Bernie Williams in 2005

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Murti: Harold Baines' Election Bolsters Bernie Williams' Cooperstown Case

Expect Yankees Great's Name To Come Up In 3 Years

Sweeny Murti
December 10, 2018 - 1:11 pm
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I don’t want to spend time, as many others already have and will surely continue to do so, in bashing Harold Baines as someone who shouldn’t be in the Hall of Fame. Whether you like it or not, he is now and forever a Hall of Famer because he was elected as such Sunday, along with Lee Smith.

But what does it mean for future candidates? The floodgates are now wide open for players who didn’t garner enough support on the Baseball Writers' Association of America ballot, yet have credentials that are Cooperstown worthy.

The old-fashioned Veterans Committee was long ago disbanded. Its members were the ones who filled in the holes of the Hall of Fame voting by electing guys such as Phil Rizzuto, Nellie Fox, Jim Bunning and Bill Mazeroski, to name a few. These are players who didn’t fall into the layup category like Aaron, Mays, Mantle, Koufax, Gibson did -- the ones who don’t even need first names to identify them as baseball royalty.

But the Hall of Fame has long been something more than a baseball Olympus. There is room for greats of many levels and from many eras to tell the history of the game and its greatest players. We tend to get bent out of shape about the election results because the standard isn’t uniform and arguments can be made that “if player X got in, then player Y is absolutely a Hall of Famer!”

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Baines was elected because he received at least 12 votes by a 16-person committee evaluating the Today’s Game Era, one of the rotating committees that replaced the old Veterans Committee. The panel this year included White Sox owner Jerry Reinsdorf and former White Sox and A’s manager Tony LaRussa, which is likely where the impassioned support for Baines on this year’s ballot originated.

Last year the Modern Era balloting elected Jack Morris and Alan Trammell. Contemporaries on that committee such as George Brett and Robin Yount were among their biggest supporters. So as the makeup of the committees helps shape the opinions of the voters in the room (the 16-member committee held a daylong meeting, unlike the BBWAA ballot, which has no group meeting before balloting), one can see a day when other players who were overlooked or undersupported will be celebrated with election to the Hall of Fame.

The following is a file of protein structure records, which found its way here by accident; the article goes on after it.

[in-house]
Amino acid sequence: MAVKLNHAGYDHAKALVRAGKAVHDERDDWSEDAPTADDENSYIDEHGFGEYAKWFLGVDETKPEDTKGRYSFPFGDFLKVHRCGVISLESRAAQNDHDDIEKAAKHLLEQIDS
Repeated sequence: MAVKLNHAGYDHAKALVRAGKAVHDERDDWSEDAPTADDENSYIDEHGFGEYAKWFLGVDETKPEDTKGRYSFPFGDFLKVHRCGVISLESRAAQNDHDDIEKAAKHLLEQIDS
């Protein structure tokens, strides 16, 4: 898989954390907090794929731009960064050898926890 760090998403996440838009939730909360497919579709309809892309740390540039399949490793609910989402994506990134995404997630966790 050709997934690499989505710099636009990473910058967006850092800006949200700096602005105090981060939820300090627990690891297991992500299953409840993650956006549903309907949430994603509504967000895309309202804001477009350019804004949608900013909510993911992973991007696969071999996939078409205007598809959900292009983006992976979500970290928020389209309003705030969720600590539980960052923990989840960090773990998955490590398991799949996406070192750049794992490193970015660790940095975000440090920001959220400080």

Longevity still counts, as the cases of Baines and Smith clearly indicate. Yes, players such as Don Mattingly and Albert Belle were more dominant forces in the game, but the Hall of Fame tends not to reward shorter periods of dominance -- take Roger Maris and Dale Murphy as other examples. Only the extreme cases of Sandy Koufax and Kirby Puckett -- crippling injuries that halted great careers in their prime -- tend to end in election.

After taking some time to digest Baines, the name that popped into my head as Hall worthy when this same era is considered again in three years was Bernie Williams.

Like Baines, Williams fell off the BBWAA ballot when he fell under the 5 percent barrier. Baines topped out at 6.1 percent; Bernie peaked at 9.6.  A closer look at Baines' 22-year career shows numbers that put him over 2,800 hits and 1,600 RBIs, an .820 OPS and a 121 OPS+. He compares favorably with the career totals of Tony Perez, who was voted in by the BBWAA and benefitted from his place on Cincinnati’s championship teams of the Big Red Machine era.

Williams' career totals come up shorter after his 16-year career, topping 2,300 hits and 1,200 RBIs. But his .858 OPS stands out, and even in a greater offensive era, his OPS+ was 125. Add in four Gold Gloves, four World Series rings and a batting title (and three other top-four finishes). This is a very good case to make.

The sad part about the PED issue that has caused a crowded ballot is that players such as Williams, Kenny Lofton and Johan Santana, who deserve a longer look at their careers’ Hall worthiness, get squeezed off the ballot and thrown into limbo, waiting for their turn on a ballot like the ones that elected Baines or Trammell. This is where contemporaries can plead their cases and shed more light on a career that probably deserved a better look and just couldn’t get it under the current voting structure, in which the 10-player limit forces BBWAA members to decide how many Hall of Famers they will vote for as opposed to simply voting for players they believe are Hall of Famers.

The committee that elected Baines and Smith on Sunday included Joe Torre, Roberto Alomar and Greg Maddux. The next time this committee considers a ballot from this era will be 2021, and Bernie’s name will likely be one that gets put up for debate.

Purists can scream at us all they want about it, but if you really wanted to be a purist, the Hall of Fame would be a museum to Babe Ruth and maybe 10 others. In recent years, elections have helped add stars of the 1980s and 1990s to the gallery of immortals. That movement will continue. Perhaps it will help players such as Keith Hernandez, Steve Garvey, Jim Kaat and others.

And hopefully we will take time to celebrate these careers, rather than argue that they weren’t as good as Ted Williams or Tom Seaver.

But I also believe the debate is the honor. Many players have asked me over the years if I thought they had a chance to make the Hall of Fame. My answer to them is this: If I have to think about whether or not you are, then that is the best compliment I can give you as a player.  The automatics -- Griffey, Mariano -- those guys are rare. But if I take the time to think about the career you had, then that is the honor, and you should be proud of the career you had.

Follow Sweeny on Twitter at @YankeesWFAN